A while ago, Glyn passed out a questionnaire to club members to find out, amongst other things, what techniques would everyone like help with. Macro photography got the most votes.

Macro photography, or close up photography,  is when the size of the subject on the image sensor is life size or greater.  So far I have found it to be rather difficult, mostly due to the depth of field as it is so hard to focus on the correct point. Another issue is movement, when trying to take a photo of a spider on a web or small flower, it may seem like a still day until you try to take a macro photo. A small breeze now becomes akin to a strong wind!

Macro photography can be done with a bridge camera on the macro setting, often with great results. On a DSLR, you can buy a special macro lens but this can be very expensive. There are cheaper options however, they include a reversing ring, extension tubes or close up lenses . I’ve found a good article with examples of some of them here: A Poor Man’s Guide to Budget Macro Photography.

Glyn and I went halves on a macro lens at Christmas, but never really got to grips with it. So we decided to go on a one day macro course at Calke Abbey and learned a lot. We did research other courses and this came up with good reviews, plus it was one of the cheapest and closest to home. Another course that I would be interested in but is more expensive is with Wild Arena – I’ve had a half day photography course on wild animals at Knowsley Zoo with them before through a Groupon Offer and was very impressed with the level of tuition.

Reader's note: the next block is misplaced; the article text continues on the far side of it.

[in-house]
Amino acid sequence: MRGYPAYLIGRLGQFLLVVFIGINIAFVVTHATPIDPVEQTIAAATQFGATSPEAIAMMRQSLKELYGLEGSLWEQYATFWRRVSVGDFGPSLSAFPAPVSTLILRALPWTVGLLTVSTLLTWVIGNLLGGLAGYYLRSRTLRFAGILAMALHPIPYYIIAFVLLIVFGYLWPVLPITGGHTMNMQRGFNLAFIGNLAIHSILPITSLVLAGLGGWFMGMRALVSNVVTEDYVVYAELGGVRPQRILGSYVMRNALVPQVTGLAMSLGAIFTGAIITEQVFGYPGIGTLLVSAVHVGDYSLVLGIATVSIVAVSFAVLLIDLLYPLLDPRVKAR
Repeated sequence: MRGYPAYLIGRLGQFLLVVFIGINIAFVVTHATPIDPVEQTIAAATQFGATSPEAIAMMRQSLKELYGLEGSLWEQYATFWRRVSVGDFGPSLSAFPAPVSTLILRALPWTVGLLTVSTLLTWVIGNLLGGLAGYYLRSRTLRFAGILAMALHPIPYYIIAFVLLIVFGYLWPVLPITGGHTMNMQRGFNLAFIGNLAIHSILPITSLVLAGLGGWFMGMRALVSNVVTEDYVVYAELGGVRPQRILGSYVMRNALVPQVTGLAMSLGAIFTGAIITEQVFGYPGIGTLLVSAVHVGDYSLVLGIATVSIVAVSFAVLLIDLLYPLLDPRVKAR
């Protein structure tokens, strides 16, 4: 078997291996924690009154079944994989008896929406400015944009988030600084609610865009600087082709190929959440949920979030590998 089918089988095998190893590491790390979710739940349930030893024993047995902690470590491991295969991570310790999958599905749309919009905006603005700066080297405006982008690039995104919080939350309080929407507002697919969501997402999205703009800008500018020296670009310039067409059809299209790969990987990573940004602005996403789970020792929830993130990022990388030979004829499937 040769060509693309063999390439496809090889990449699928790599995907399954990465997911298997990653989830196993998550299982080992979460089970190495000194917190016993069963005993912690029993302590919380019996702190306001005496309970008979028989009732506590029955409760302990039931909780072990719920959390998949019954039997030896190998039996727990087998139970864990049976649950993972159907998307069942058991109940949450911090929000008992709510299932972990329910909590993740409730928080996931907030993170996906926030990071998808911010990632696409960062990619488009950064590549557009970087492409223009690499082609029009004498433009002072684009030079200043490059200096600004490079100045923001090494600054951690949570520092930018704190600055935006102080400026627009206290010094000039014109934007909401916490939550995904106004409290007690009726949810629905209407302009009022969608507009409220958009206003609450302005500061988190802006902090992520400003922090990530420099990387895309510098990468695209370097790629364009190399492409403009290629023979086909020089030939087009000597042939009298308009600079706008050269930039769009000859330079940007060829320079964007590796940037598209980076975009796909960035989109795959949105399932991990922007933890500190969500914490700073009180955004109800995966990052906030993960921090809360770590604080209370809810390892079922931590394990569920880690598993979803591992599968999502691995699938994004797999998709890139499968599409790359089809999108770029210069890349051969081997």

The main thing that I took from the day at Calke Abbey, is that to get good at macro, is that I need to practice a LOT!! It is very fiddly and although I am more interested in shooting insects, I need to start with static objects  –  even the smallest creatures seem to move a lot when I’m trying to get close up photos of them! A lot of light is needed too as those shutter speeds need to be fast to keep the object in focus. A tripod or beanbag is also essential for keeping the camera still. I’ve never used a photographer’s bean bag before, but after using one, I added it to my birthday list!

Glyn and I will be sharing what we remember from the macro course on 8th August. We hope to have a bit of a practical session after the tutorial, so that we can all have a go. We do have some reversing rings, close up lenses and a macro lens for Nikon. If anyone else can bring in equipment for Nikon and other types of camera, please do.

In the meantime, I’ve found a really helpful guy on YouTube:

Macro Photography Tips, part 1


Macro Photography Tips, part 2


Macro Reversing rings